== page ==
Admission to the Iowa program is the most highly sought ticket for student poets in the United States. If Harvard Law represents a pinnacle destination for aspiring lawyers, MIT for engineers, and Julliard for musicians, the Iowa Writers' Workshop - "Iowa" for short - is the mecca for students of poetry and creative writing. [...]

Moist [Canada]:
Moist (Ottawa, ON), a quarterly magazine of literary erotica, seeks erotic short fiction, flash fiction, poetry, features, and interviews. Payment: fiction: $50; flash fiction: $25; poetry: $25.
[via places for writers]

The Sydney Writers' Festival has started. [Australia]:
'And, what would a Writers' Festival be without a debate about the state of fiction and the literary canon? Who better to discuss such issues than the world's leading critic of the past 25 years? Professor Harold Bloom will join us via satellite from New York City for a conversation with Australian poet John Kinsella at Sydney Theatre.'
[via Stack]

Monday, April 25, 2005
Aaron Tieger says:
(Please forward, post, etc anywhere you deem appropriate).

I am pleased to announce that CARVE 5 is now available. Featuring:

[I added these links. Let me know if I got the right people. -- Malcolm]

Stacy Szymaszek
Jordan Davis
Guillermo Juan Parra
Cheryl Clark
William Corbett on Richard Caddel
Richard Caddel

32 pp., $5.

You can order via paypal at http://www.carvepoems.org or by sending a check (or
cleverly concealed cash) made out to Aaron Tieger at:

221 W. Lincoln #2
Ithaca, NY 14850

5 Tips for Reading [blog]:
1. Stamp out that poetry voice like a bad clove cigarette. Everyone hates it. Everyone offers this advice. Yet poetry voice persists.

Why? Well, you want to the audience to hear where you broke your lines. But rather than leaning into an extra-special monotonal moan and holding, try something more subtle: karate chop, fan kick, gong strike, or, best--a movement, pause, or pause for breath so slight it's barely noticeable. Think of how you'd naturally speak a sentence like "I'm not sure how to tell you this, but your child isn't 'gifted' after all." The slightest pause after "this" before rushing into the bad news (the next line in your poem) ...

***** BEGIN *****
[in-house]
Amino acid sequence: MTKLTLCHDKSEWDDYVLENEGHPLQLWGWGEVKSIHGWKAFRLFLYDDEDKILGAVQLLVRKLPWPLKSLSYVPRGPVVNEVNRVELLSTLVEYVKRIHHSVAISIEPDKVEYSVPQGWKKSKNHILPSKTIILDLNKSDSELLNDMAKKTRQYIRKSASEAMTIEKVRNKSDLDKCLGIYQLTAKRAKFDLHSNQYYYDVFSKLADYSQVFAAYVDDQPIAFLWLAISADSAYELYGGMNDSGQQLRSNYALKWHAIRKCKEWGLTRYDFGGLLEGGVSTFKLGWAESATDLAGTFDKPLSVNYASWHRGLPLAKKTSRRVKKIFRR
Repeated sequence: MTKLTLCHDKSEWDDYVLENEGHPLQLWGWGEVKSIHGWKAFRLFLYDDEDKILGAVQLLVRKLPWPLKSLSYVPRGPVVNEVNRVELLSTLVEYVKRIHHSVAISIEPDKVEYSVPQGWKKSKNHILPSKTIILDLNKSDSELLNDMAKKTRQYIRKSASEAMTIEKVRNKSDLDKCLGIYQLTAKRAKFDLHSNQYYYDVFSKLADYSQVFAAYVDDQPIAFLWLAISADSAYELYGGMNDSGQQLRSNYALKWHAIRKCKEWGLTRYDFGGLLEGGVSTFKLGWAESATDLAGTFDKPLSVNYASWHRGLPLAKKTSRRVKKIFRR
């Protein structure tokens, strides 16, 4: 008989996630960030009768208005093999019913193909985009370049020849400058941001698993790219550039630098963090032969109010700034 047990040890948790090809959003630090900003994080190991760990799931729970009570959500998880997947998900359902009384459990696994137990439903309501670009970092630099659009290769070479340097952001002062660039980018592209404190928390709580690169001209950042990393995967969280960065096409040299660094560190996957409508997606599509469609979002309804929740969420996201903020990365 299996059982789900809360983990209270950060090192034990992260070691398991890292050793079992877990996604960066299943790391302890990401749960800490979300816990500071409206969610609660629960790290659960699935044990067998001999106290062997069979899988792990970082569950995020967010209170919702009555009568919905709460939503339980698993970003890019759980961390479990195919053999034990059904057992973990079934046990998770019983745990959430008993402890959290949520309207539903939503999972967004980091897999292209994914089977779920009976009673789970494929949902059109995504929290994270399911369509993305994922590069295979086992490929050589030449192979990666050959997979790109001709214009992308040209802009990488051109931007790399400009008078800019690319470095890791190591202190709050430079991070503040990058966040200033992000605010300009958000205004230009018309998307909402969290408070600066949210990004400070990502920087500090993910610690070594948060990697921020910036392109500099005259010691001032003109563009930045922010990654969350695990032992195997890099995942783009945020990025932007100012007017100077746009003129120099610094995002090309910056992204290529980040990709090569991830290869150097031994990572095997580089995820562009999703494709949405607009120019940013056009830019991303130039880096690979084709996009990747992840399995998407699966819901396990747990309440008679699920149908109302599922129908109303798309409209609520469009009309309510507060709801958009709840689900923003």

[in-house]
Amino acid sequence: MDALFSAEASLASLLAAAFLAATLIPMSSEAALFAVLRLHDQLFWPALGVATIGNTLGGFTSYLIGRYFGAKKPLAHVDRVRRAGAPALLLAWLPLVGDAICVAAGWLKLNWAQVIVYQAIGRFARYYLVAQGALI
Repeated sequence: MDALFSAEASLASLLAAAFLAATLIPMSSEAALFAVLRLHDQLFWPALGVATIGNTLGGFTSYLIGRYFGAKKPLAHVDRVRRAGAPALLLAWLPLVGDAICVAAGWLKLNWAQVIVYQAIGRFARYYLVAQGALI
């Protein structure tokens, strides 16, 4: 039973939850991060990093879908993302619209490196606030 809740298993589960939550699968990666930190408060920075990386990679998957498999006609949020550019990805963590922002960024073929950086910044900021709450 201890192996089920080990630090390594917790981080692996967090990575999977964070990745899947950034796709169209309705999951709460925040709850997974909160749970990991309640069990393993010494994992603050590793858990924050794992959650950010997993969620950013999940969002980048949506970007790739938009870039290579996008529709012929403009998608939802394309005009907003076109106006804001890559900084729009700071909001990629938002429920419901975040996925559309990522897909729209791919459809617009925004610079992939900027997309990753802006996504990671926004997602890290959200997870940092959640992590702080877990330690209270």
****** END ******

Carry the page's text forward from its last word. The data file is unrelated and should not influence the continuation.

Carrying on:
Susan B.A. Somers-Willett and the Crab Orchard Poetry Award Series [US]:
'Well, the announcements went out Friday so I guess I can shout it loud: I won the second of two slots in the Crab Orchard Poetry Award Series this year!!! My first book of poetry, Roam, will come out in Spring 2006 with Southern Illinois University Press under my real name, of course, Susan B.A. Somers-Willett. It's a great series with a great press, and I'm tickled, despite the serious icon. I think we'll even be able to get the book out for AWP in Austin next year, which would allow for a great launch in my old hometown.'

A Poet's life
PART ONE: Reserved but raw, modest but gaudy, Thom Gunn covered an enormous amount of ground in his exquisite work and his raucous life
[US]:
Thom Gunn, the San Francisco poet who died a year ago today at age 74, wore many skins in his lifetime and embodied wild contradictions. His poetry had a chaste reserve that reflected his Englishness, but off the page he was a merry wit who laughed loudly, told raunchy jokes and felt more at home in a leather bar than a stuffy literary function.

The author of the 1992 collection "The Man With Night Sweats" was "the best living poet in English," says author and Threepenny Review editor Wendy Lesser. But also uncommonly modest, unpretentious and wholly indifferent to the perks of celebrity. [...]

Poet Huu Thinh re-elected as head of writers association [Vietnam]:
The seventh congress of the Vietnam Writers Association (VWA) closed in Hanoi on Monday with the adoption of its resolution, and Poet Huu Thinh re-elected as head of the new executive board. [...]